Neglected sexual dysfunction symptoms amongst chronic patients during routine consultations in rural clinics in the North West province

Pretorius, Deidre
Couper, Ian D
Mlambo, Motlatso G.
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Background: Sexual dysfunction contributes to personal feelings of loss and despair and being a cause of exacerbated interpersonal conflict. Erectile dysfunction is also an early biomarker of cardiovascular disease. As doctors hardly ever ask about this problem, it is unknown how many patients presenting for routine consultations in primary care suffer from symptoms of sexual dysfunction. Aim: To develop an understanding of sexual history taking events, this study aimed to assess the proportion of patients living with symptoms of sexual dysfunction that could have been elicited or addressed during routine chronic illness consultations. Setting: The research was carried out in 10 primary care facilities in Dr Kenneth Kaunda Health District, the North West province, South Africa. This rural area is known for farming and mining activities. Methods: This study contributed to a broader research project with a focus on sexual history taking during a routine consultation. A sample of 151 consultations involving patients with chronic illnesses were selected to observe sexual history taking events. In this study, the patients involved in these consultations completed demographic and sexual dysfunction questionnaires (FSFI and IIEF) to establish the proportions of patients with sexual dysfunction symptoms. Results: A total of 81 women (78%) and 46 men (98%) were sexually active. A total of 91% of the women reported sexual dysfunction symptoms, whilst 98% of men had erectile dysfunction symptoms. The youngest patients to experience sexual dysfunction were a 19-year-old woman and a 26-year-old man. Patients expressed trust in their doctors and 91% of patients did not consider discussion of sexual matters with their doctors as too sensitive. Conclusion: Clinical guidelines, especially for chronic illness care, must include screening for sexual dysfunction as an essential element in the consultation. Clinical care of patients living with chronic disease cannot ignore sexual well-being, given the frequency of problems. A referral to a sexual medicine specialist, psychologist or social worker can address consequences of sexual dysfunction and improve relationships.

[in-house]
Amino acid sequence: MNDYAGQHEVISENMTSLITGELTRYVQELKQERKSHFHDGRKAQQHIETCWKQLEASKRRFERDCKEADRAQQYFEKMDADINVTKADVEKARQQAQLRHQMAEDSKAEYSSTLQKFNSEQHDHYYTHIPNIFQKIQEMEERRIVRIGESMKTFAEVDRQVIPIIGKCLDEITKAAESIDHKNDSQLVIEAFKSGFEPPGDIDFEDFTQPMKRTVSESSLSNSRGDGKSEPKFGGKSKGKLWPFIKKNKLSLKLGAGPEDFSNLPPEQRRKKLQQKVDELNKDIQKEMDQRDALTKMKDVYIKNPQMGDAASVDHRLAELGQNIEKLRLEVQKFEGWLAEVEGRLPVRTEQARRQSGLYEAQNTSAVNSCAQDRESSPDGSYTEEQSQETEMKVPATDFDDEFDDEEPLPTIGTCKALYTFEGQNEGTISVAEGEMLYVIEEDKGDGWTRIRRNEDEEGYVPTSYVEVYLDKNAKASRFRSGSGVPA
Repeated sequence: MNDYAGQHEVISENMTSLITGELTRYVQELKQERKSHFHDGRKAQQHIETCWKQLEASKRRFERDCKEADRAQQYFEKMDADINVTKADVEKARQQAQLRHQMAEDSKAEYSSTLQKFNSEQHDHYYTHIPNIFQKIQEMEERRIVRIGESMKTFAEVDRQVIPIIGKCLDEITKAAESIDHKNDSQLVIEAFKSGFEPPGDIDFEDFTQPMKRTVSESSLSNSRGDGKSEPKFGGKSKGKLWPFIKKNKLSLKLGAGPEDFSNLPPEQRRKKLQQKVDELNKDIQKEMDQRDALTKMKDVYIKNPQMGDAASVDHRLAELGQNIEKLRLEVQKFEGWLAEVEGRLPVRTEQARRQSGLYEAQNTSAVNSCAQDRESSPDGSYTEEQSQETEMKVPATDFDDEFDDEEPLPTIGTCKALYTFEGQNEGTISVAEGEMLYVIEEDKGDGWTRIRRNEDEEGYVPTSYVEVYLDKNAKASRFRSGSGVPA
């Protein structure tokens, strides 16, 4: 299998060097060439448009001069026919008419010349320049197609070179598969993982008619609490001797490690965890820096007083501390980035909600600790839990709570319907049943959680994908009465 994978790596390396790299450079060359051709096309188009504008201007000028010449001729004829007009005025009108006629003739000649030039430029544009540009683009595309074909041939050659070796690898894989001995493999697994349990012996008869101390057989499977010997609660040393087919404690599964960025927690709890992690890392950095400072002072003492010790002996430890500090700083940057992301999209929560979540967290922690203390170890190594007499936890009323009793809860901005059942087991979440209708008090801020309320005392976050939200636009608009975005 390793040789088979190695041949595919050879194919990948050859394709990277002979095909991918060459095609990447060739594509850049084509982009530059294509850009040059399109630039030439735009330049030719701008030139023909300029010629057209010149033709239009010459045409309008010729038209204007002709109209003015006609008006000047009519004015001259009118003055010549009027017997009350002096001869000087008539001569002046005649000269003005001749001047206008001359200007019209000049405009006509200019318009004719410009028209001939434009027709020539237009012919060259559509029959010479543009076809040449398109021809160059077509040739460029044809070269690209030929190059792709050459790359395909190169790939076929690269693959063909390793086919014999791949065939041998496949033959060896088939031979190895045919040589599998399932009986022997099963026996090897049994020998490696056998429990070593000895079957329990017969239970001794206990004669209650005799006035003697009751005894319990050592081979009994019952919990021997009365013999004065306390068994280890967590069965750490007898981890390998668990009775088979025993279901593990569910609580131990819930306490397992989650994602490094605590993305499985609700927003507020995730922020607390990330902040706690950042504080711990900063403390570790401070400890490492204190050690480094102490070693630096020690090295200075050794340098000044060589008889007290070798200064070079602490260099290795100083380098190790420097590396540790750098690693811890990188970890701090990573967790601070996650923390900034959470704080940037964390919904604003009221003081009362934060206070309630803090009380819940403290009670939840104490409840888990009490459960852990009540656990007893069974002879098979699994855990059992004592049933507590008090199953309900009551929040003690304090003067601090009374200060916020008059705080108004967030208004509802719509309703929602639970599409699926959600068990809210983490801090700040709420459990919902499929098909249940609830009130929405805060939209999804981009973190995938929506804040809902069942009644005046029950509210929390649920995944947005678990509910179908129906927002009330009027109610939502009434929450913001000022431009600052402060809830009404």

Sexual dysfunction, Diabetes, Hypertension, Diagnosis
Pretorius D, Couper ID, Mlambo MG. Neglected sexual dysfunction symptoms amongst chronic patients during routine consultations in rural clinics in the north west province. Afr J Prm Health Care Fam Med. 2021;13(1):1-7. DOI: 10.4102/phcfm.v13i1.2850.